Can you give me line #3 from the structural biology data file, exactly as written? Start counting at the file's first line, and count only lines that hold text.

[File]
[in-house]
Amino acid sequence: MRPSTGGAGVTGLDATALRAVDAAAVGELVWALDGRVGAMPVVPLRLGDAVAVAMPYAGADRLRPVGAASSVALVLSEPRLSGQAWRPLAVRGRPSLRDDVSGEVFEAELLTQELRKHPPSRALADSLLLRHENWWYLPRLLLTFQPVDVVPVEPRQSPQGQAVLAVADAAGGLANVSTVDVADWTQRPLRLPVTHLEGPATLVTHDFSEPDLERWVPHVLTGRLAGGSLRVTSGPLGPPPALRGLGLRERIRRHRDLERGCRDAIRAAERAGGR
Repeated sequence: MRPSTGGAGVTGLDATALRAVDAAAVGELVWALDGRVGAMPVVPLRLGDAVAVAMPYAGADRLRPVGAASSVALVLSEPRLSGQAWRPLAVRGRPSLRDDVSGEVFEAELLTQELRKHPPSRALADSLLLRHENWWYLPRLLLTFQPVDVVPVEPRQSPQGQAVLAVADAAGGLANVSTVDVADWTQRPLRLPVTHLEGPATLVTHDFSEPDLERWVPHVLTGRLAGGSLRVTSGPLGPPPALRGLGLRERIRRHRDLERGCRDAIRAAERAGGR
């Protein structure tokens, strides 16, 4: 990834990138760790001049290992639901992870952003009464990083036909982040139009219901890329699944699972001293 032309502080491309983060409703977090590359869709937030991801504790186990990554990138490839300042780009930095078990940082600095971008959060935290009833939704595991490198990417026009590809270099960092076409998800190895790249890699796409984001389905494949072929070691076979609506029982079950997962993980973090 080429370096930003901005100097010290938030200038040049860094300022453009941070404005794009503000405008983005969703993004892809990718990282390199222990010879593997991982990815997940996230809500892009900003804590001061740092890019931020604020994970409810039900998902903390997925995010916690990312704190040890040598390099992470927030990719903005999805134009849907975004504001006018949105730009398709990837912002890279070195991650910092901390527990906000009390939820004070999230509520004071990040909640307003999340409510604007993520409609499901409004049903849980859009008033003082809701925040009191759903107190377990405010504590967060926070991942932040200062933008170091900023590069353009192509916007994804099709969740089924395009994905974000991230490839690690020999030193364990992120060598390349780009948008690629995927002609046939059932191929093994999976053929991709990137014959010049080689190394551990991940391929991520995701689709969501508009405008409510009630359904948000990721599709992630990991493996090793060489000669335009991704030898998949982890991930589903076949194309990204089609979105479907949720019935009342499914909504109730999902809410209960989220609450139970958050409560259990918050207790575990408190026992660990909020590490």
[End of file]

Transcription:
Repeated sequence: MRPSTGGAGVTGLDATALRAVDAAAVGELVWALDGRVGAMPVVPLRLGDAVAVAMPYAGADRLRPVGAASSVALVLSEPRLSGQAWRPLAVRGRPSLRDDVSGEVFEAELLTQELRKHPPSRALADSLLLRHENWWYLPRLLLTFQPVDVVPVEPRQSPQGQAVLAVADAAGGLANVSTVDVADWTQRPLRLPVTHLEGPATLVTHDFSEPDLERWVPHVLTGRLAGGSLRVTSGPLGPPPALRGLGLRERIRRHRDLERGCRDAIRAAERAGGR